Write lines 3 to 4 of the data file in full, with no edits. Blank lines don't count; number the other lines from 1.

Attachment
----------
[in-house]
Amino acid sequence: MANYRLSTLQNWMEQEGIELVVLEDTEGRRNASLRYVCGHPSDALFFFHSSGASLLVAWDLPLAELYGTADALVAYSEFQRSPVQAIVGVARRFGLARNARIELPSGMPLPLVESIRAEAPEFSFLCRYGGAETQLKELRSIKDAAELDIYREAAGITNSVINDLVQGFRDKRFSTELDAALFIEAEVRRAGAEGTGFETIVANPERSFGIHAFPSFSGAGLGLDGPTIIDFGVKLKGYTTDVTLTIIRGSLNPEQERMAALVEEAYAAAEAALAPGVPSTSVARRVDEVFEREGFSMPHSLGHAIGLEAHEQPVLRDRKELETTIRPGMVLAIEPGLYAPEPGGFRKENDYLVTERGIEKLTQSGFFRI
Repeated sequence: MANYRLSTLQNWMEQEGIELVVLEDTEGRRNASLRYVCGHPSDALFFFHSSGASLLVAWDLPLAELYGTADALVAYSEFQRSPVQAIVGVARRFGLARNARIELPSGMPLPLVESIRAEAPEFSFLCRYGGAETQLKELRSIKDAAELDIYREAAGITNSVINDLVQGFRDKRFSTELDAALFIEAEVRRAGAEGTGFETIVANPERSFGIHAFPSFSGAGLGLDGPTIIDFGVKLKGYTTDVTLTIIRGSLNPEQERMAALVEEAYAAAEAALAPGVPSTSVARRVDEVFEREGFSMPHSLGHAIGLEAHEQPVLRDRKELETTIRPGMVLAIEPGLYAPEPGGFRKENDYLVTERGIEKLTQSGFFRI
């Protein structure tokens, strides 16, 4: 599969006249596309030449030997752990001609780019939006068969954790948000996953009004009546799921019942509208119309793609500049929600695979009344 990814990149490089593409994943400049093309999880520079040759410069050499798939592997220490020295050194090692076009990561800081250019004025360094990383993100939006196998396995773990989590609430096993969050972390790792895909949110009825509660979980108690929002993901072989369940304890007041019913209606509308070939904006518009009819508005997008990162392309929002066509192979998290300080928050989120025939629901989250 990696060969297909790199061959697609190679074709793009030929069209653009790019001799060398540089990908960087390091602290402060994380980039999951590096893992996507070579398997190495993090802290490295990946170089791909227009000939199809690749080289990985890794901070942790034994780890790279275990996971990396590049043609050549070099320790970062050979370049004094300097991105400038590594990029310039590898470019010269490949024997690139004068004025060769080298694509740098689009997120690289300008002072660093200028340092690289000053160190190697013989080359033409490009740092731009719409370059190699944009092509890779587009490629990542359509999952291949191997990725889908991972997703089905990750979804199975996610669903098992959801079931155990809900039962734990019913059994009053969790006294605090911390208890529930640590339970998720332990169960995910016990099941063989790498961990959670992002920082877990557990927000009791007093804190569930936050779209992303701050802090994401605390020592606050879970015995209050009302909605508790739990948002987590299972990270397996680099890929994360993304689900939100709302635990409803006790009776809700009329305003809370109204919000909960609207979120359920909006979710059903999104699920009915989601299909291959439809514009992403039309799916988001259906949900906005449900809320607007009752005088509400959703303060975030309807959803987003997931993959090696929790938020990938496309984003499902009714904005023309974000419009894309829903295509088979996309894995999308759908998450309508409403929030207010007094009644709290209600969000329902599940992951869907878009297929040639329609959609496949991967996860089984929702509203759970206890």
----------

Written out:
Repeated sequence: MANYRLSTLQNWMEQEGIELVVLEDTEGRRNASLRYVCGHPSDALFFFHSSGASLLVAWDLPLAELYGTADALVAYSEFQRSPVQAIVGVARRFGLARNARIELPSGMPLPLVESIRAEAPEFSFLCRYGGAETQLKELRSIKDAAELDIYREAAGITNSVINDLVQGFRDKRFSTELDAALFIEAEVRRAGAEGTGFETIVANPERSFGIHAFPSFSGAGLGLDGPTIIDFGVKLKGYTTDVTLTIIRGSLNPEQERMAALVEEAYAAAEAALAPGVPSTSVARRVDEVFEREGFSMPHSLGHAIGLEAHEQPVLRDRKELETTIRPGMVLAIEPGLYAPEPGGFRKENDYLVTERGIEKLTQSGFFRI
């Protein structure tokens, strides 16, 4: 599969006249596309030449030997752990001609780019939006068969954790948000996953009004009546799921019942509208119309793609500049929600695979009344 990814990149490089593409994943400049093309999880520079040759410069050499798939592997220490020295050194090692076009990561800081250019004025360094990383993100939006196998396995773990989590609430096993969050972390790792895909949110009825509660979980108690929002993901072989369940304890007041019913209606509308070939904006518009009819508005997008990162392309929002066509192979998290300080928050989120025939629901989250 990696060969297909790199061959697609190679074709793009030929069209653009790019001799060398540089990908960087390091602290402060994380980039999951590096893992996507070579398997190495993090802290490295990946170089791909227009000939199809690749080289990985890794901070942790034994780890790279275990996971990396590049043609050549070099320790970062050979370049004094300097991105400038590594990029310039590898470019010269490949024997690139004068004025060769080298694509740098689009997120690289300008002072660093200028340092690289000053160190190697013989080359033409490009740092731009719409370059190699944009092509890779587009490629990542359509999952291949191997990725889908991972997703089905990750979804199975996610669903098992959801079931155990809900039962734990019913059994009053969790006294605090911390208890529930640590339970998720332990169960995910016990099941063989790498961990959670992002920082877990557990927000009791007093804190569930936050779209992303701050802090994401605390020592606050879970015995209050009302909605508790739990948002987590299972990270397996680099890929994360993304689900939100709302635990409803006790009776809700009329305003809370109204919000909960609207979120359920909006979710059903999104699920009915989601299909291959439809514009992403039309799916988001259906949900906005449900809320607007009752005088509400959703303060975030309807959803987003997931993959090696929790938020990938496309984003499902009714904005023309974000419009894309829903295509088979996309894995999308759908998450309508409403929030207010007094009644709290209600969000329902599940992951869907878009297929040639329609959609496949991967996860089984929702509203759970206890």